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Story | 05/26/2020 07:20:18

UPM in Uruguay sets a great example of the extent of contractor management

Contractors play an integral role in UPM’s operations in Uruguay. Whether at the Fray Bentos pulp mill, the Paso de los Toros construction site, on eucalyptus plantations, or in carinata fields or wood transportation, we want to ensure that our contractors and their employees enjoy exactly the same working conditions as all UPMers.

“Our contractors’ working conditions are a fundamental part of our social responsibility agenda. This point was addressed in our internal Human Rights Assessment, which highlights the unique characteristics of our contractor management system in Uruguay,” states Nina Norjama, social responsibility director at UPM.

“We have more than 300 contractors and 400 of their employees working in our operations, and all of them are covered by our contractor assurance system,” states Patricia Favre, head of UPM’s contractor assurance team in Uruguay.

Due to the large number of contractors we work with, it is extremely important for us to ensure that they all comply with our requirements and everyone working for us enjoys equal working conditions.

Uruguay has advanced, strict laws for outsourcing. “UPM’s standards comply with Uruguay’s law on issues such as pay, taxation and training, but we go even further and exceed the minimum legal requirements,” Favre explains.

“We have acquired various third party-verified certificates like FSC and PEFC as well as ISO and OHS standards. These standards go beyond the national legal requirements, but they underpin the way we do business,” Favre lists.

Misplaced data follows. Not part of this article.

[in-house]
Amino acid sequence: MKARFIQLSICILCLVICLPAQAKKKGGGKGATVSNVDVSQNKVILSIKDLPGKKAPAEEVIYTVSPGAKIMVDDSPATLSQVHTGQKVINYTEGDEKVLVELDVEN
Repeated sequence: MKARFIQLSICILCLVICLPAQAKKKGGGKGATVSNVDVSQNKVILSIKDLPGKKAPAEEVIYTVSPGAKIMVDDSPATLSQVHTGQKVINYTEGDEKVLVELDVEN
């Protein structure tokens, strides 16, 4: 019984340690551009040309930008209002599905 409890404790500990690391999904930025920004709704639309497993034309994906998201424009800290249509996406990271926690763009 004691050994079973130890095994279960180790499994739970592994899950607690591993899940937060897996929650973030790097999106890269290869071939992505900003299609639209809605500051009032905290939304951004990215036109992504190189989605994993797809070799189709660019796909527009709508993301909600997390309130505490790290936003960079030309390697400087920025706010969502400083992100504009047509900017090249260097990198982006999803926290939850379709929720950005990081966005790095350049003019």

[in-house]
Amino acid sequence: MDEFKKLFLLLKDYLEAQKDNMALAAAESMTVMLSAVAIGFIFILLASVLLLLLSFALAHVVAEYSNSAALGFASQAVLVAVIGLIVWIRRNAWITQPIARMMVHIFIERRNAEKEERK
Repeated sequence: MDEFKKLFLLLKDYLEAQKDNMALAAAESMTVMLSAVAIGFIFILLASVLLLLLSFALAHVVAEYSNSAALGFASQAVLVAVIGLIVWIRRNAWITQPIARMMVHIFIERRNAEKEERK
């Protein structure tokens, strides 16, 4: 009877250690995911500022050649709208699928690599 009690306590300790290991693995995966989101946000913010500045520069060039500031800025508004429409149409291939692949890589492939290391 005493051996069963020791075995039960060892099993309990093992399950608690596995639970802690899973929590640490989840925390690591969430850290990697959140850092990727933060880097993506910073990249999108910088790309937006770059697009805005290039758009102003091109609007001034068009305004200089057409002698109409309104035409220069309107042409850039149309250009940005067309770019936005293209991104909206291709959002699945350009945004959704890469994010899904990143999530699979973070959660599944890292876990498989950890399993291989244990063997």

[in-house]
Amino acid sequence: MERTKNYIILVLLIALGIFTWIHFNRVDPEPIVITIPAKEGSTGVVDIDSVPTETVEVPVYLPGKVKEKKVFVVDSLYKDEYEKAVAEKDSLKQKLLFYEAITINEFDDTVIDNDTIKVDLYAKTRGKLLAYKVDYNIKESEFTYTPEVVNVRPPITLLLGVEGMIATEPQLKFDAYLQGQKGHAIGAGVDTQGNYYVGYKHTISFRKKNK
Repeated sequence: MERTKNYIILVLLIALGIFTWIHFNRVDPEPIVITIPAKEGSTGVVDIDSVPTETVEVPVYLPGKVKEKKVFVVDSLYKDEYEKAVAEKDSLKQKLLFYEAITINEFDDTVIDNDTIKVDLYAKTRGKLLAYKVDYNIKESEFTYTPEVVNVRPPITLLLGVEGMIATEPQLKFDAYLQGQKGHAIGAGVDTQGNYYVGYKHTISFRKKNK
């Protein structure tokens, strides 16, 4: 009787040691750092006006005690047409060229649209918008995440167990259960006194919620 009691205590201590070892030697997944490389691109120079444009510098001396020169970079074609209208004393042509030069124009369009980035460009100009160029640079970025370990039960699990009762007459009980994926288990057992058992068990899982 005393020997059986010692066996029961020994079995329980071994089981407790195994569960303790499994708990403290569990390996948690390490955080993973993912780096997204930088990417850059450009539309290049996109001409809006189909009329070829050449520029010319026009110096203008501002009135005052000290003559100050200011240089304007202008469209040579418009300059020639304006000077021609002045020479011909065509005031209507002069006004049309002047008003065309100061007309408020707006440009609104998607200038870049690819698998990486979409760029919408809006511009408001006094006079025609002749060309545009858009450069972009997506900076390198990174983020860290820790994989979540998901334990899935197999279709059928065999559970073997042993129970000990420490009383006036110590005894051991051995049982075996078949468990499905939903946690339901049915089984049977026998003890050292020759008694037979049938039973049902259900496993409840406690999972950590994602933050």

Three layers, triple assurance

UPM’s process of managing contractors in Uruguay is both unique and effective. The three-phased system helps us oversee and harmonise working conditions for all our contractors and their employees.

“First, we collect all requisite legal documentation from our contractors and their employees. This data is fed into a digital tool. Our documentation management system requires personal information and work permits and salaries,” Favre describes.

“With this information, the contractor management team ensures that there is no risk of infringements such as use of underage labour or employees being paid less than the minimum wage,” she explains.

“Then we move on to labour compliance, which includes so-called table audits. This essentially is a cross-examination of all the data we have gathered,” Favre notes. The table audits are outsourced to a third-party company. The third phase consists of field audits of contractors where the contractor employees are interviewed directly.

Moreover, on-field security, safety and working standards are observed carefully. The information gathered in field audits is then cross-examined against pre-existing data. “We make sure that working conditions are up to our standards and check that employees are not overworked, get holidays, and are paid properly,” Favre lists.

If any nonconformities are found, the contractor assurance team informs the contractor via the digital system, offering them the chance to correct missing or faulty data. In some cases, the team discusses the problems with the contractor and gives them time to take corrective action. The amount of time given depends on the severity of the issue. If the problem is not addressed, the contractor faces a penalty and their contract with UPM may be terminated.

Giving workers a voice

The contractors’ employees are also invited to point out potential issues. “Our system and audits provide a great channel for our contractors and their employees to voice their concerns regarding issues such as working conditions,” adds Kaisa Vainikka, social responsibility manager at UPM.

“Our system in Uruguay is unique, as it involves interviews with contractor employees and audits of various dimensions of social and environmental responsibility,” Vainikka comments. “Some elements of the system can easily be implemented at other locations as well. UPMers in Uruguay are truly setting a great example.”